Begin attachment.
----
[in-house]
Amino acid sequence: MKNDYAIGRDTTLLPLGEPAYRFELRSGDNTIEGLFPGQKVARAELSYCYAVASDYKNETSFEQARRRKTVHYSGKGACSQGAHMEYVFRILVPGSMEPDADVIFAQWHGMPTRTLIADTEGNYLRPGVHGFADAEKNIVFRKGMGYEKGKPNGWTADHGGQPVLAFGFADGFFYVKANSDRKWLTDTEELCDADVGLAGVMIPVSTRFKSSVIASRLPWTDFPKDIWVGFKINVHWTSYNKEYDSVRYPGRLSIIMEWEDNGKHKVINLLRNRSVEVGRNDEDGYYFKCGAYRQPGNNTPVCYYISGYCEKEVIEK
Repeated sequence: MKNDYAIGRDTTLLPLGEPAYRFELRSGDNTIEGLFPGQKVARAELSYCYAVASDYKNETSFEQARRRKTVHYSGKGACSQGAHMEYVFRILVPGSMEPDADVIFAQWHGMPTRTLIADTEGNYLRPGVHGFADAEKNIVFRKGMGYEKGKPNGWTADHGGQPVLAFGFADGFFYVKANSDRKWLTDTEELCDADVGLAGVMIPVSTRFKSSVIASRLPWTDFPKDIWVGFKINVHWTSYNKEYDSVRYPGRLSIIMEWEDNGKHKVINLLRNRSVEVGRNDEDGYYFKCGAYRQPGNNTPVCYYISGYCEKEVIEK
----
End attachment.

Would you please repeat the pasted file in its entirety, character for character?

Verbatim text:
[in-house]
Amino acid sequence: MKNDYAIGRDTTLLPLGEPAYRFELRSGDNTIEGLFPGQKVARAELSYCYAVASDYKNETSFEQARRRKTVHYSGKGACSQGAHMEYVFRILVPGSMEPDADVIFAQWHGMPTRTLIADTEGNYLRPGVHGFADAEKNIVFRKGMGYEKGKPNGWTADHGGQPVLAFGFADGFFYVKANSDRKWLTDTEELCDADVGLAGVMIPVSTRFKSSVIASRLPWTDFPKDIWVGFKINVHWTSYNKEYDSVRYPGRLSIIMEWEDNGKHKVINLLRNRSVEVGRNDEDGYYFKCGAYRQPGNNTPVCYYISGYCEKEVIEK
Repeated sequence: MKNDYAIGRDTTLLPLGEPAYRFELRSGDNTIEGLFPGQKVARAELSYCYAVASDYKNETSFEQARRRKTVHYSGKGACSQGAHMEYVFRILVPGSMEPDADVIFAQWHGMPTRTLIADTEGNYLRPGVHGFADAEKNIVFRKGMGYEKGKPNGWTADHGGQPVLAFGFADGFFYVKANSDRKWLTDTEELCDADVGLAGVMIPVSTRFKSSVIASRLPWTDFPKDIWVGFKINVHWTSYNKEYDSVRYPGRLSIIMEWEDNGKHKVINLLRNRSVEVGRNDEDGYYFKCGAYRQPGNNTPVCYYISGYCEKEVIEK